Review: Google Chrome beta released for Windows

Shortly after 12:00 PM PDT today, Google released the beta version of its new web browser, Google Chrome. Currently it’s only available for Windows Vista and XP, and only in 32-bit. I downloaded it and took it for a test drive.

Whenever I install software on Windows, I always customize the installation to eliminate the desktop icon, if that option is provided. I wasn’t disappointed:

Note that Chrome can import your settings from Firefox and others. I thought it was interesting that “Make Google Chrome the default browser” was not checked by default.

Here’s the default start page, which includes your most visited sites and recent bookmarks:

As you can see, Chrome uses tabs like other browsers, but it doesn’t use tabs like other browsers. According to the story, each tab is a separate process (which I verified in Task Manager). You’ll note also that each tab gets its own address bar. I was relieved to find that Ctrl-T opens a new tab, just like in Firefox.

I found it odd that Chrome overrides my Windows theme and chooses its own rendering for the containing frame (I’m using the Vista Basic theme, which should have colored the frame in a graduated gray-blue. It’s not annoying, but it’s a “does not play well with others” feature.

There is no separate “search” box in Chrome. Rather, you use the address bar, which Google calls the “Omnibox” (maybe for omniscient). For instance, when I type “google chrome” in the Omnibox, I get:

The suggested results include not only recently visited sites that mention “google chrome”, but also popular Google search results for “google chrome” and an explicit “Search Google for chrome”. No more remembering which box to type into.

First impressions: fast. Much faster than Firefox. There are several possible reasons. First, keeping each tab in its own process allows for a cleaner memory management model.

Second, Google has kept this product very simple so far. Alas, that means there is no facility for extensions short of downloading the open source and adding what you need. Simple is also why they chose the Apple WebKit rendering engine.

Finally, they’ve created their own JavaScript engine called V8, which provides the following speed improvements:

  1. Multi-threading. I’m not sure what challenges that may pose for existing single-threaded code, or how to make use of multi-threading explicitly.
  2. Dynamic compilation to native code. Zoom.
  3. Hidden class transitions: optimizing for repetitive composition of similar classes.
  4. “Precise” garbage collection. They keep better track of pointers to objects, and release them as soon as they are no longer referenced.

I ran Mozilla’s own benchmark test for JavaScript at dromeao, comparing various browsers. Depending on the operation, Chrome could be roughly 2 to 20 times faster than Firefox or Safari (Internet Explorer 7 kept timing out on me, so you can assume it’s much worse). You can peruse the hard numbers if you’re curious for Google Chrome beta, Firefox 3.0.1, and Safari 3.1.2, but here’s a visual (shorter bars are faster):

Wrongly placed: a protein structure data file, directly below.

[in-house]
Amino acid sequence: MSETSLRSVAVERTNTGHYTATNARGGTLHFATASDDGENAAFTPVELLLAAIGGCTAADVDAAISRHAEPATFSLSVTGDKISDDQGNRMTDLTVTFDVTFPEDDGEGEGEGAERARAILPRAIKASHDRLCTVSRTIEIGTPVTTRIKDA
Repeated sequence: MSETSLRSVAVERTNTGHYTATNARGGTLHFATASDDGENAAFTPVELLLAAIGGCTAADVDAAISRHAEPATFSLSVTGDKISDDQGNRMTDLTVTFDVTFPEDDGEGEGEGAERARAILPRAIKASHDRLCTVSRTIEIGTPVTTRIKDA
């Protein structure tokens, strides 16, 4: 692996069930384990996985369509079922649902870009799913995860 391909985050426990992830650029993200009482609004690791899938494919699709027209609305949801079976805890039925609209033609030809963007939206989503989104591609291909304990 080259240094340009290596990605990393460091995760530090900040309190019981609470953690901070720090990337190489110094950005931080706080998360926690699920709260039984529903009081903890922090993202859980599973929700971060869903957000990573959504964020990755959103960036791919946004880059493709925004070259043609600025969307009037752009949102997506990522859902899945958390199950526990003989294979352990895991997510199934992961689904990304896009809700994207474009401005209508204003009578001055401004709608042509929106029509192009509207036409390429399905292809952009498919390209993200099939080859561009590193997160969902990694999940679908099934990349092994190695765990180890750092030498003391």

Since Chrome boasts of its memory management model, I decided to load up the same four sites in both Chrome and Firefox to compare. Firefox’s one process consumed 84 MB. Chrome’s six processes totaled 91.5 MB. As I closed the tabs down to one, however, Firefox dropped only down to 75 MB, while Chrome’s three processes totaled 49 MB. Reloading the same three pages I just unloaded bumps Firefox up to 88 MB, but Chrome only came back up to 89 MB total. Firefox users are all too familiar with Firefox’s memory creep syndrome to fail to appreciate this difference.

The options dialogs are pretty straightforward as what you would expect to find, but I was impressed by the built-in developer features:

View source automatically comes up in a new tab instead of a separate window (nice). I haven’t figured out how to use the JavaScript debugger yet, but the JavaScript console appears to have some nice features:

Another feature that deserves mention is “incognito mode” (New incognito window, or Ctrl+Shift+N), which opens a new browser that will save none of your personal information — aka “porn mode”. As they warn in the Learn more link, this will not prevent web sites you visit from gathering information from your session, however.

Overall I’m really impressed with this browser. The one thing I’d miss most if I switched would be my beloved Firefox extensions. But the speed difference is impressive.

On the other hand, Shelley Powers expresses concern over how well Chrome will support emerging standards, like HTML5 and the new ECMAScript standards. She also questions Google’s motives for introducing yet another combatant into the browser wars. Obviously Google wants to increase its influence on the web, and perhaps building their own client may add leverage to their applications. Will we come to a point where Google can say, “best viewed with Chrome” and let other browsers fend for themselves? Will future standards be dictated by what Google wants? At least the project is open source, so other browsers can learn from Chrome if they so choose.

But just how revolutionary is this browser, anyway? In an email to me before Chrome was released, Shelley quipped: “Hard to say, all we’ve seen is a comic book. Other comic books bring us people who can fly and spin webs–what Google promises with Chrome could be just as far fetched and fanciful.”

If you’re looking for a grand new design for the client side of the web, then you’d be expecting too much. What Chrome provides is more of the same paradigm, but more efficient and arguably more user-friendly.

What do you think of Google Chrome? Have you download it yet?